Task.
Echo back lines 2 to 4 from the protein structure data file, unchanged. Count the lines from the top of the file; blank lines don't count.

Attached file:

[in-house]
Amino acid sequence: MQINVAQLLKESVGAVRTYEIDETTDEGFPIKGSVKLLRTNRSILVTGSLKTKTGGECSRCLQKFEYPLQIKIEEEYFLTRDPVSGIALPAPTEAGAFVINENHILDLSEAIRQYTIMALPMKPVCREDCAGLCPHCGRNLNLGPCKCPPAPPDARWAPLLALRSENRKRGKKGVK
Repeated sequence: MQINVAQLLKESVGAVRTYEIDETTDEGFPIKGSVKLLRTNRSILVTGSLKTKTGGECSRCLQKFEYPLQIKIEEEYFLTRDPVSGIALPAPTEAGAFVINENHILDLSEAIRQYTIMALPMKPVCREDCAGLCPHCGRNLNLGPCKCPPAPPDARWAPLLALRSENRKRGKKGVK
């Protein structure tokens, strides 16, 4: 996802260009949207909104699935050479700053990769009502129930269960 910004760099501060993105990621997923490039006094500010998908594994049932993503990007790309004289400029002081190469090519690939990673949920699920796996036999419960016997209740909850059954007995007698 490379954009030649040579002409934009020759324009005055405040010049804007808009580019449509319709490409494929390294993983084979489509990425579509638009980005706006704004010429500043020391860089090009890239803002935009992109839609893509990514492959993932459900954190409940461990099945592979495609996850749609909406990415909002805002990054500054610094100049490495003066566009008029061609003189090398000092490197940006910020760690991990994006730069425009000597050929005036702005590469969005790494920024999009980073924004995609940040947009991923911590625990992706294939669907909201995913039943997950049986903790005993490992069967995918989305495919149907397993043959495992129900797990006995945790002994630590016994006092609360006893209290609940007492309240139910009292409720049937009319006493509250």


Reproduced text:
Amino acid sequence: MQINVAQLLKESVGAVRTYEIDETTDEGFPIKGSVKLLRTNRSILVTGSLKTKTGGECSRCLQKFEYPLQIKIEEEYFLTRDPVSGIALPAPTEAGAFVINENHILDLSEAIRQYTIMALPMKPVCREDCAGLCPHCGRNLNLGPCKCPPAPPDARWAPLLALRSENRKRGKKGVK
Repeated sequence: MQINVAQLLKESVGAVRTYEIDETTDEGFPIKGSVKLLRTNRSILVTGSLKTKTGGECSRCLQKFEYPLQIKIEEEYFLTRDPVSGIALPAPTEAGAFVINENHILDLSEAIRQYTIMALPMKPVCREDCAGLCPHCGRNLNLGPCKCPPAPPDARWAPLLALRSENRKRGKKGVK
């Protein structure tokens, strides 16, 4: 996802260009949207909104699935050479700053990769009502129930269960 910004760099501060993105990621997923490039006094500010998908594994049932993503990007790309004289400029002081190469090519690939990673949920699920796996036999419960016997209740909850059954007995007698 490379954009030649040579002409934009020759324009005055405040010049804007808009580019449509319709490409494929390294993983084979489509990425579509638009980005706006704004010429500043020391860089090009890239803002935009992109839609893509990514492959993932459900954190409940461990099945592979495609996850749609909406990415909002805002990054500054610094100049490495003066566009008029061609003189090398000092490197940006910020760690991990994006730069425009000597050929005036702005590469969005790494920024999009980073924004995609940040947009991923911590625990992706294939669907909201995913039943997950049986903790005993490992069967995918989305495919149907397993043959495992129900797990006995945790002994630590016994006092609360006893209290609940007492309240139910009292409720049937009319006493509250």